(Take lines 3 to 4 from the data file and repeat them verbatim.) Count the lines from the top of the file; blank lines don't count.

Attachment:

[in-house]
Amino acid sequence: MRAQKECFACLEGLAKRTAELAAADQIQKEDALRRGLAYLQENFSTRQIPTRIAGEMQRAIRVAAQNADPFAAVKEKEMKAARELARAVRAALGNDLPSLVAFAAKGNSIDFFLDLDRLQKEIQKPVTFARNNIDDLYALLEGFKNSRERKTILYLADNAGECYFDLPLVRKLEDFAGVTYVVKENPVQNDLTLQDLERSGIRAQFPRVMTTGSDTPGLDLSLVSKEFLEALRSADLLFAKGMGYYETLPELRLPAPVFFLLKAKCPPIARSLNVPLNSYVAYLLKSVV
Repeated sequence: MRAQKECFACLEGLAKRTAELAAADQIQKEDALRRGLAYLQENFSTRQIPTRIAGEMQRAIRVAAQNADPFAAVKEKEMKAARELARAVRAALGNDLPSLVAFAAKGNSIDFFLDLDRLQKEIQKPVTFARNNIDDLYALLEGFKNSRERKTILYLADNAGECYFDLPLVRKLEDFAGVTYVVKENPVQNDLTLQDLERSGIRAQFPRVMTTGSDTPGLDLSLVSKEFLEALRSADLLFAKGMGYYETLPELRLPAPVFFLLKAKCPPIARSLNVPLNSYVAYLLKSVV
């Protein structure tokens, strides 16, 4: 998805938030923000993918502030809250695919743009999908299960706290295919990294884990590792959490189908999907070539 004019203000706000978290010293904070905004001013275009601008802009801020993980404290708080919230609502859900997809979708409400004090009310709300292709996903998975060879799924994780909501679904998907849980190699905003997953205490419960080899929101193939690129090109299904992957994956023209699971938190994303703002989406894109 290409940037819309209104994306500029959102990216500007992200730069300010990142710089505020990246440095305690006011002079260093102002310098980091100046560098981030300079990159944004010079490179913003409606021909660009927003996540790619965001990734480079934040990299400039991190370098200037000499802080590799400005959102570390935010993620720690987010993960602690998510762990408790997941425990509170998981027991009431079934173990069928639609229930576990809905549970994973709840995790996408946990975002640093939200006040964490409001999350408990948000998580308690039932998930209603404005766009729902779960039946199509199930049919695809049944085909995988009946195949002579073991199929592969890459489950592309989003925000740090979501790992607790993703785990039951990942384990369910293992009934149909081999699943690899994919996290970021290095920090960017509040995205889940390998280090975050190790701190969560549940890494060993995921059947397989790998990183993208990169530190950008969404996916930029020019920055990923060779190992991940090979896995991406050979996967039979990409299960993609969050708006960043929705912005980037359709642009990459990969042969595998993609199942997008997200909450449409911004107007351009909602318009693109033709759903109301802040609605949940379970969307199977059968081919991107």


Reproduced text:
Repeated sequence: MRAQKECFACLEGLAKRTAELAAADQIQKEDALRRGLAYLQENFSTRQIPTRIAGEMQRAIRVAAQNADPFAAVKEKEMKAARELARAVRAALGNDLPSLVAFAAKGNSIDFFLDLDRLQKEIQKPVTFARNNIDDLYALLEGFKNSRERKTILYLADNAGECYFDLPLVRKLEDFAGVTYVVKENPVQNDLTLQDLERSGIRAQFPRVMTTGSDTPGLDLSLVSKEFLEALRSADLLFAKGMGYYETLPELRLPAPVFFLLKAKCPPIARSLNVPLNSYVAYLLKSVV
């Protein structure tokens, strides 16, 4: 998805938030923000993918502030809250695919743009999908299960706290295919990294884990590792959490189908999907070539 004019203000706000978290010293904070905004001013275009601008802009801020993980404290708080919230609502859900997809979708409400004090009310709300292709996903998975060879799924994780909501679904998907849980190699905003997953205490419960080899929101193939690129090109299904992957994956023209699971938190994303703002989406894109 290409940037819309209104994306500029959102990216500007992200730069300010990142710089505020990246440095305690006011002079260093102002310098980091100046560098981030300079990159944004010079490179913003409606021909660009927003996540790619965001990734480079934040990299400039991190370098200037000499802080590799400005959102570390935010993620720690987010993960602690998510762990408790997941425990509170998981027991009431079934173990069928639609229930576990809905549970994973709840995790996408946990975002640093939200006040964490409001999350408990948000998580308690039932998930209603404005766009729902779960039946199509199930049919695809049944085909995988009946195949002579073991199929592969890459489950592309989003925000740090979501790992607790993703785990039951990942384990369910293992009934149909081999699943690899994919996290970021290095920090960017509040995205889940390998280090975050190790701190969560549940890494060993995921059947397989790998990183993208990169530190950008969404996916930029020019920055990923060779190992991940090979896995991406050979996967039979990409299960993609969050708006960043929705912005980037359709642009990459990969042969595998993609199942997008997200909450449409911004107007351009909602318009693109033709759903109301802040609605949940379970969307199977059968081919991107």